Coffee & Tea Time at the Emerald Necklace Inn

By Jessie Lindawan, Edited by Shara Bohach
Photos by Jessie Lindawan

On Monday, Nov. 30, 2015, Dame and Chapter Historian Gloria Cipri Kemer welcomed more than 15 members to her charming Emerald Necklace Inn’s Tea Room. Overlooking the Rocky River Reservation, the Inn is located in Fairview Park and was built in 1863 during the Civil War. It originally operated as the area’s first County General Store and now functions as one of the area’s most loved bed and breakfast establishments.

After arriving, Dames enjoyed a Pear Ginger Apple Cider with rum, an orange slice and orange sugar rim. Two varieties of Deviled Eggs and Liver Pâté with crackers proved to be a delicious accompaniment and tasty beginning to the evening. A savory Tomato Vegetable Rice Soup with Smokey Lapsang Tea Spice was served as the meeting was brought to order.

Treasurer Beth Davis Noragon provided an overview on the Chapter’s financials, and a motion to approve the report was accepted.

Following was Dame Terry Frick with an update on the Les Dames D’Escoffier National Conference in Charleston, S.C., from Oct. 29-Nov. 1, 2015. Terry discussed how inspired she was by all the talented women from LDEI’s 36 chapters and felt strengthened by plethora of incredible women in the food industry. She encouraged members to continue to support the presence of women in Cleveland’s food industry.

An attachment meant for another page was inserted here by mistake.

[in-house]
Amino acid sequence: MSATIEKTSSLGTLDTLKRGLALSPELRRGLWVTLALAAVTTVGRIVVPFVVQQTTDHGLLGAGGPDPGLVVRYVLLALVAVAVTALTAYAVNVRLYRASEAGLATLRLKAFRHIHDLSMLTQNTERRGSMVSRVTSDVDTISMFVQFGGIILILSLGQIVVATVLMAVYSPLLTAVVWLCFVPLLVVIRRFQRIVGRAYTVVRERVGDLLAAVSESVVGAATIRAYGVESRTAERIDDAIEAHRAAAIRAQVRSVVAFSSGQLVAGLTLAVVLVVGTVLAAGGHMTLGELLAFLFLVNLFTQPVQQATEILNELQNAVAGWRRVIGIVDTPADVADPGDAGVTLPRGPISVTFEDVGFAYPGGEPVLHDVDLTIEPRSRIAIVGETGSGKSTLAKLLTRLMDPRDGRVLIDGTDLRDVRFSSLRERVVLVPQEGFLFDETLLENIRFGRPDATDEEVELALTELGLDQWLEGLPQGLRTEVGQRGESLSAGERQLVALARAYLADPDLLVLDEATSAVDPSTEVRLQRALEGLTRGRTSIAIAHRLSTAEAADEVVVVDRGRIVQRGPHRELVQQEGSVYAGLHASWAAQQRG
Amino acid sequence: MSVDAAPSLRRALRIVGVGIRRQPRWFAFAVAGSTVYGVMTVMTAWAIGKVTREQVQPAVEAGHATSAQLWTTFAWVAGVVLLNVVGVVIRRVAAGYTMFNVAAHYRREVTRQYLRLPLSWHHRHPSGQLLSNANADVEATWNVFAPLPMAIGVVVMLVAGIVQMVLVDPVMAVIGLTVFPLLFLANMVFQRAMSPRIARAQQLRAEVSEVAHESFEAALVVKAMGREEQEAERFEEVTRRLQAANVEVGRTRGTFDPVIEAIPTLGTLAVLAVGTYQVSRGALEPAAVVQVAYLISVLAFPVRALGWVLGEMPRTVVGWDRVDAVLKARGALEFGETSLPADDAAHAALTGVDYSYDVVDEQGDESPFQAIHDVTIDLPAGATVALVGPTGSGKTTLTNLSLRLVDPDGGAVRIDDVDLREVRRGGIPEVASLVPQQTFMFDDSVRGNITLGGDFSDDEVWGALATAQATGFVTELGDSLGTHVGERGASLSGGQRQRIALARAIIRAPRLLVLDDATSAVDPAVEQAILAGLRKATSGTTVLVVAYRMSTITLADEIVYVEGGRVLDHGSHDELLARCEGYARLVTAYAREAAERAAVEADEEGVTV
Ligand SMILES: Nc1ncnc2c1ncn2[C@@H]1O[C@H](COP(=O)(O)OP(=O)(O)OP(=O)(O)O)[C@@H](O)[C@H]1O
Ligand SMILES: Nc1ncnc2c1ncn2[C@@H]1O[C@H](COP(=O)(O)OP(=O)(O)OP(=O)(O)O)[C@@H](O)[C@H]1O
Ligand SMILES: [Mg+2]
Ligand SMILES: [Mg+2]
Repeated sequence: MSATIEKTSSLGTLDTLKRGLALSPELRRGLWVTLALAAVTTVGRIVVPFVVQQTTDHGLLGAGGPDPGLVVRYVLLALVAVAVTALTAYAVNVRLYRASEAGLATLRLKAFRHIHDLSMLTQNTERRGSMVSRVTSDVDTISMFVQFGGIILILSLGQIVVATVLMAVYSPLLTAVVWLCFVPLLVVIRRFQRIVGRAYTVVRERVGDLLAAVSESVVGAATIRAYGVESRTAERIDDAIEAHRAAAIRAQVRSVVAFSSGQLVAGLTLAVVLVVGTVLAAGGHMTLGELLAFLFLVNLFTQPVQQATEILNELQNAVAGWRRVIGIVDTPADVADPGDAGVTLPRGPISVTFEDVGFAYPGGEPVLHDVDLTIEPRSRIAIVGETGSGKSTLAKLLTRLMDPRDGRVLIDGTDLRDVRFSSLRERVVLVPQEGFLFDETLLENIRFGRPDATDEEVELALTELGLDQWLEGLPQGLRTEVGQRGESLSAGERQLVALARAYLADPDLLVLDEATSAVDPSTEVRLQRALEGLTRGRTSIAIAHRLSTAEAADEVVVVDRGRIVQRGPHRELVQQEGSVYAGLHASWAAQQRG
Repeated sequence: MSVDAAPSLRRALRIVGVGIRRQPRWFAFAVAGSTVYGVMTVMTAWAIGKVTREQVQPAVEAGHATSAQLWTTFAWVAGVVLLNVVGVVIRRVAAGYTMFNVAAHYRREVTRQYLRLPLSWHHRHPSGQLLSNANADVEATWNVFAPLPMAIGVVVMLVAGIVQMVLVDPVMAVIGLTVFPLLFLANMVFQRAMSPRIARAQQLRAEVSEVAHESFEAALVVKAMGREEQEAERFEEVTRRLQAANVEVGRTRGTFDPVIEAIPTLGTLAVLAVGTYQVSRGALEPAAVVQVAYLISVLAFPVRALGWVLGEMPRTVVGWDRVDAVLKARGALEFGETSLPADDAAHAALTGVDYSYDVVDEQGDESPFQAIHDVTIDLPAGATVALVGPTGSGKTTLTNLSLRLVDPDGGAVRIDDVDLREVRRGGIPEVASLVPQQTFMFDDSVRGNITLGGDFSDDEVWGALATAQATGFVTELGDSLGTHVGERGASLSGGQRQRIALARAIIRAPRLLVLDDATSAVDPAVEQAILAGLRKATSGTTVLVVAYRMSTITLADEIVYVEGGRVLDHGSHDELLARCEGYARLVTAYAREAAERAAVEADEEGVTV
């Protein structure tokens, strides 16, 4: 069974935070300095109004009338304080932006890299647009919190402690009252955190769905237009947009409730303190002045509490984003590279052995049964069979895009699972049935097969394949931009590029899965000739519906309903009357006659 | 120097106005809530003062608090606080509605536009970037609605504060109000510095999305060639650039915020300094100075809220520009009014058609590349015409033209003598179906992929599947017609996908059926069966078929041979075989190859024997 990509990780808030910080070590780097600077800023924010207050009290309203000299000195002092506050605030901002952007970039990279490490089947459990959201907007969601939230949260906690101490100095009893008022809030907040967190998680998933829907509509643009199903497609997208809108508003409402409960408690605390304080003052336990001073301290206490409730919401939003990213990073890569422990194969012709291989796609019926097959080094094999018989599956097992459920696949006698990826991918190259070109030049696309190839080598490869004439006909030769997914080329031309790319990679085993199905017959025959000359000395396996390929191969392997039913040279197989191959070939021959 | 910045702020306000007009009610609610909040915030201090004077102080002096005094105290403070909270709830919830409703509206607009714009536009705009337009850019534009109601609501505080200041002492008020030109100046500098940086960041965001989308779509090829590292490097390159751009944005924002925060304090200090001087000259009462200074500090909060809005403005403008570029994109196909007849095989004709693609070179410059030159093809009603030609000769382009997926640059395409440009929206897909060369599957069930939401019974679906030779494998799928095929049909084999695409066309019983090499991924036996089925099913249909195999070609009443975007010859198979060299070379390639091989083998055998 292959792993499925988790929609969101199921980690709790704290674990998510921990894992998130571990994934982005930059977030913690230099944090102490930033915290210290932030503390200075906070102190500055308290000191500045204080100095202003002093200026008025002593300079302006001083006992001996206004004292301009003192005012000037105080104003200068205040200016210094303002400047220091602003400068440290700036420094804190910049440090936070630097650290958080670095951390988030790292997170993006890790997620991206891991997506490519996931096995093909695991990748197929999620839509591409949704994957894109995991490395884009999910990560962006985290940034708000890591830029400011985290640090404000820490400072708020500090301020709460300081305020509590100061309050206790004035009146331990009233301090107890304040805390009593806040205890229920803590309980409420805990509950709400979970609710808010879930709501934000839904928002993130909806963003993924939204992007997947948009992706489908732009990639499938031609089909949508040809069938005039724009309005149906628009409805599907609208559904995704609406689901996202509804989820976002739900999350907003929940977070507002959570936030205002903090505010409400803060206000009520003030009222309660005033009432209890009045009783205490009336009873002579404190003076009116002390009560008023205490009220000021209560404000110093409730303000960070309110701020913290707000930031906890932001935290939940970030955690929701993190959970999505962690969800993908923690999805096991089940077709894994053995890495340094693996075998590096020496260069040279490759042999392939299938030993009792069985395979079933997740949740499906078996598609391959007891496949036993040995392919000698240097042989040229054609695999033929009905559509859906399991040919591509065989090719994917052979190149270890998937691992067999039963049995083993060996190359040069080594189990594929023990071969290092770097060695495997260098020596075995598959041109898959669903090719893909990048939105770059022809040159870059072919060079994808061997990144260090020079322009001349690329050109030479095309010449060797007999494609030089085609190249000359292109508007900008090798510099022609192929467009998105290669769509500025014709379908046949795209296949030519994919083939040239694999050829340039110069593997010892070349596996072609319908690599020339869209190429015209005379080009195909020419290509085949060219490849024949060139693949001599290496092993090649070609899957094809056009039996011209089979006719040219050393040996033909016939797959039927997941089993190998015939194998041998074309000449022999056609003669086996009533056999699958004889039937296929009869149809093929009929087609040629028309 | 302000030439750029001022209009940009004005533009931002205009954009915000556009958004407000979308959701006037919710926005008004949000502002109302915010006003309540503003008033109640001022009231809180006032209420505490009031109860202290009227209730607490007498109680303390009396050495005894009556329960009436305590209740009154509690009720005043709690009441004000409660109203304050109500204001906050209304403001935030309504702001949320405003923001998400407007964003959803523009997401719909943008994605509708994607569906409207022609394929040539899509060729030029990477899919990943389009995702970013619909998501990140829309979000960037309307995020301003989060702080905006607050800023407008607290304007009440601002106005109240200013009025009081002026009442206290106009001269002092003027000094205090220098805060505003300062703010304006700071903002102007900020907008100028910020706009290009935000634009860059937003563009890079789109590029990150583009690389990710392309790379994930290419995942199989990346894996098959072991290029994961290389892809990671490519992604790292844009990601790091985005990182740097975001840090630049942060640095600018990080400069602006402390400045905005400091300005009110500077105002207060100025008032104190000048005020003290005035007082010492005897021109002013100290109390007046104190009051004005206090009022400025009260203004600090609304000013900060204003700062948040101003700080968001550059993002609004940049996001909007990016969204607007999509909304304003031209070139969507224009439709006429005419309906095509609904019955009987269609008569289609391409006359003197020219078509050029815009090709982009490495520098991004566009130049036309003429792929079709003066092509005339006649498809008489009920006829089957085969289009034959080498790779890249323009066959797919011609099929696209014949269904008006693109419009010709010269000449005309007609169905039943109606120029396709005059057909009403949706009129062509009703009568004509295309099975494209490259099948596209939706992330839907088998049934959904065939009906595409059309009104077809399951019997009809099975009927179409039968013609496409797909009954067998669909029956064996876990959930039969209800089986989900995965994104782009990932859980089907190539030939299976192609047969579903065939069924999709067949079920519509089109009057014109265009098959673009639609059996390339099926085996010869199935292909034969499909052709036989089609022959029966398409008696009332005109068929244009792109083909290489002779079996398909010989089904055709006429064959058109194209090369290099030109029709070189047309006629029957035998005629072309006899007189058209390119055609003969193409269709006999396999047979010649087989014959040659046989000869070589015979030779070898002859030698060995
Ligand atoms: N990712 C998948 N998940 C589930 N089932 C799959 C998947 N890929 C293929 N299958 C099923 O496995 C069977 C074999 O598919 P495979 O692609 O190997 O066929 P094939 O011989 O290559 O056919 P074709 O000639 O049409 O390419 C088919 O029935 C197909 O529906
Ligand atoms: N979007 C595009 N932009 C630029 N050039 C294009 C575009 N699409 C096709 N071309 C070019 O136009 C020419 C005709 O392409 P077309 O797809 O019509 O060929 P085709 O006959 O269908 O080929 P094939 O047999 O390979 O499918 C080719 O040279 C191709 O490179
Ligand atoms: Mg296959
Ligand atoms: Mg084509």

Chapter President Carol Hacker provided an update on conference scholarships and announced that two scholarships would be awarded for the 2016 conference, which will be held in Washington, D.C. Carol is graciously donating her President's stipend for another member to attend. Declaring 2016 as the “Year of Membership,” Carol’s goal is to add 10 new members.

Shara Bohach, Communications Chair, shared a postcard she designed that Dames can use to give to potential members or those who are interested in learning more about LDEI.

Grants and Scholarship Chair Jennifer Brush gave a quick overview on the Chapter’s streamlined grants application process and asked members what else we can do to improve. Dames discussed the possibility of identifying two to three non-profits and inviting them to a future LDEI meeting to give a brief presentation on what they do.

Co-Vice President Cynthia Schuster Eakin discussed fundraising opportunities, recalling a successful approach from the Vancouver Chapter and its Les Dames Summer Dine.

After committee updates concluded, Dames enjoyed the main dish of the evening: Baltimore Crab Cakes, Chicken Florentine, Potato Pancakes with Mushroom Julienne and Eggplant topped with Tomato and Feta Cheese.

Dames were then treated to an intriguing presentation from Annie Denton with Red Cedar Coffee Company, located in Berea. Annie discussed her family’s business and rich history in coffee bean sourcing and roasting. She will be traveling to Costa Rica in February to source the beans for Red Cedar’s future specialty coffee blends.

As the meeting came to an end, members enjoyed homemade apple strudel topped with whipping cream and a complimentary 2-ounce bag of Red Cedar coffee.

The Cleveland Chapter’s next Les Dames d’Escoffier meeting will be held on Jan. 11, 2016 at Green City Growers.


REAP the Benefit 2015 - “Night on the Farm”

By Cynthia Schuster Eakin | Photo By Eric Eakin

REAP the Benefit 2015, “Night on the Farm” welcomed 350 guests into the Ohio City Farm to benefit The Refugee Response in Northeast Ohio.

Cleveland Dames Paula Hershman, Marla Monzo Holmes, Maggie Harrison, Shara Bohach, and Carol Hacker lended their hands as volunteers throughout the evening.